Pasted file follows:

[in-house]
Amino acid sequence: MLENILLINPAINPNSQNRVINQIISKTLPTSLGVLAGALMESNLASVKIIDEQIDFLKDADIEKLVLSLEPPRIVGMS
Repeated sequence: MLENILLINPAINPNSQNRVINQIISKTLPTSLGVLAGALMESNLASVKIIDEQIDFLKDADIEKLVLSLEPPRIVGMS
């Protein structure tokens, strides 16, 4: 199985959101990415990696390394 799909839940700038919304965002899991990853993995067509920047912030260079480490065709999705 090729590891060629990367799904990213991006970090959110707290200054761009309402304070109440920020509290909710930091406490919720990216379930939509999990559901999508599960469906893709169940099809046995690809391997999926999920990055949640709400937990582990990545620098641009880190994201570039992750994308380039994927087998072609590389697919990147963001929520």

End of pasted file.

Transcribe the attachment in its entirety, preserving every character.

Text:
[in-house]
Amino acid sequence: MLENILLINPAINPNSQNRVINQIISKTLPTSLGVLAGALMESNLASVKIIDEQIDFLKDADIEKLVLSLEPPRIVGMS
Repeated sequence: MLENILLINPAINPNSQNRVINQIISKTLPTSLGVLAGALMESNLASVKIIDEQIDFLKDADIEKLVLSLEPPRIVGMS
């Protein structure tokens, strides 16, 4: 199985959101990415990696390394 799909839940700038919304965002899991990853993995067509920047912030260079480490065709999705 090729590891060629990367799904990213991006970090959110707290200054761009309402304070109440920020509290909710930091406490919720990216379930939509999990559901999508599960469906893709169940099809046995690809391997999926999920990055949640709400937990582990990545620098641009880190994201570039992750994308380039994927087998072609590389697919990147963001929520």